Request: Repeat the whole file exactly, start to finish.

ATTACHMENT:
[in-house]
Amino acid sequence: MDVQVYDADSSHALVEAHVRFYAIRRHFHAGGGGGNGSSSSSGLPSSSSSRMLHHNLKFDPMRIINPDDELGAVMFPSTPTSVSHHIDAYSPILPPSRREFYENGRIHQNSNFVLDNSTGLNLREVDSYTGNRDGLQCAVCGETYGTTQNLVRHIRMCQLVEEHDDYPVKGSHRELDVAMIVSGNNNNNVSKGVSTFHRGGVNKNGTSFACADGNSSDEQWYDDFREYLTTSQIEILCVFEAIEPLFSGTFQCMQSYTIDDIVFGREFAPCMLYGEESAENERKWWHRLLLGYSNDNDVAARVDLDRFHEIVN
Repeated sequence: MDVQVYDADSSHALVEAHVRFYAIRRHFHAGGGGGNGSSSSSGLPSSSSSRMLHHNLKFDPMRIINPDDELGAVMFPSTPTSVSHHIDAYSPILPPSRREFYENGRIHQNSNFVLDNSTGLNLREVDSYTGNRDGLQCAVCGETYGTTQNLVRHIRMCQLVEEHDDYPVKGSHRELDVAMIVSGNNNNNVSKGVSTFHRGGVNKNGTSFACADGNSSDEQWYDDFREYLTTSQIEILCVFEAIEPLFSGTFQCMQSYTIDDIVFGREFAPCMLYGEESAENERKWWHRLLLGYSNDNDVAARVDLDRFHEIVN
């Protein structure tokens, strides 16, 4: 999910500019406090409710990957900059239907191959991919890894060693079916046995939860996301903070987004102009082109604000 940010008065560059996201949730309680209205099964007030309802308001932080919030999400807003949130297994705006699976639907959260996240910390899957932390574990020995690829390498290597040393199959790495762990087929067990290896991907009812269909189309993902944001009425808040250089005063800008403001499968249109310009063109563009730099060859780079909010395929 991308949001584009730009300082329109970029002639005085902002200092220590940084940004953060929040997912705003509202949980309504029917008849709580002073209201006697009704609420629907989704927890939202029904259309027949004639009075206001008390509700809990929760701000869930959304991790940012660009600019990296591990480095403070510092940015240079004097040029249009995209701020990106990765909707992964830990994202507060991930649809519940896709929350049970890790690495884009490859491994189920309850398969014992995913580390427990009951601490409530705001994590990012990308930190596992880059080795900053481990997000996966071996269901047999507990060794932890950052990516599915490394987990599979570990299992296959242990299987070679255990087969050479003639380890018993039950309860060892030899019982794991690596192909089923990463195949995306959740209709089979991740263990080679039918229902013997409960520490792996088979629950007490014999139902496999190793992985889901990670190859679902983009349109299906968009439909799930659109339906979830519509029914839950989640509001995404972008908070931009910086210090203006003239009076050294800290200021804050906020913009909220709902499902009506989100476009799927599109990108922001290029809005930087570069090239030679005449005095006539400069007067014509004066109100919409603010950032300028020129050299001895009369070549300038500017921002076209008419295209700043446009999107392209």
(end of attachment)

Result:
[in-house]
Amino acid sequence: MDVQVYDADSSHALVEAHVRFYAIRRHFHAGGGGGNGSSSSSGLPSSSSSRMLHHNLKFDPMRIINPDDELGAVMFPSTPTSVSHHIDAYSPILPPSRREFYENGRIHQNSNFVLDNSTGLNLREVDSYTGNRDGLQCAVCGETYGTTQNLVRHIRMCQLVEEHDDYPVKGSHRELDVAMIVSGNNNNNVSKGVSTFHRGGVNKNGTSFACADGNSSDEQWYDDFREYLTTSQIEILCVFEAIEPLFSGTFQCMQSYTIDDIVFGREFAPCMLYGEESAENERKWWHRLLLGYSNDNDVAARVDLDRFHEIVN
Repeated sequence: MDVQVYDADSSHALVEAHVRFYAIRRHFHAGGGGGNGSSSSSGLPSSSSSRMLHHNLKFDPMRIINPDDELGAVMFPSTPTSVSHHIDAYSPILPPSRREFYENGRIHQNSNFVLDNSTGLNLREVDSYTGNRDGLQCAVCGETYGTTQNLVRHIRMCQLVEEHDDYPVKGSHRELDVAMIVSGNNNNNVSKGVSTFHRGGVNKNGTSFACADGNSSDEQWYDDFREYLTTSQIEILCVFEAIEPLFSGTFQCMQSYTIDDIVFGREFAPCMLYGEESAENERKWWHRLLLGYSNDNDVAARVDLDRFHEIVN
């Protein structure tokens, strides 16, 4: 999910500019406090409710990957900059239907191959991919890894060693079916046995939860996301903070987004102009082109604000 940010008065560059996201949730309680209205099964007030309802308001932080919030999400807003949130297994705006699976639907959260996240910390899957932390574990020995690829390498290597040393199959790495762990087929067990290896991907009812269909189309993902944001009425808040250089005063800008403001499968249109310009063109563009730099060859780079909010395929 991308949001584009730009300082329109970029002639005085902002200092220590940084940004953060929040997912705003509202949980309504029917008849709580002073209201006697009704609420629907989704927890939202029904259309027949004639009075206001008390509700809990929760701000869930959304991790940012660009600019990296591990480095403070510092940015240079004097040029249009995209701020990106990765909707992964830990994202507060991930649809519940896709929350049970890790690495884009490859491994189920309850398969014992995913580390427990009951601490409530705001994590990012990308930190596992880059080795900053481990997000996966071996269901047999507990060794932890950052990516599915490394987990599979570990299992296959242990299987070679255990087969050479003639380890018993039950309860060892030899019982794991690596192909089923990463195949995306959740209709089979991740263990080679039918229902013997409960520490792996088979629950007490014999139902496999190793992985889901990670190859679902983009349109299906968009439909799930659109339906979830519509029914839950989640509001995404972008908070931009910086210090203006003239009076050294800290200021804050906020913009909220709902499902009506989100476009799927599109990108922001290029809005930087570069090239030679005449005095006539400069007067014509004066109100919409603010950032300028020129050299001895009369070549300038500017921002076209008419295209700043446009999107392209």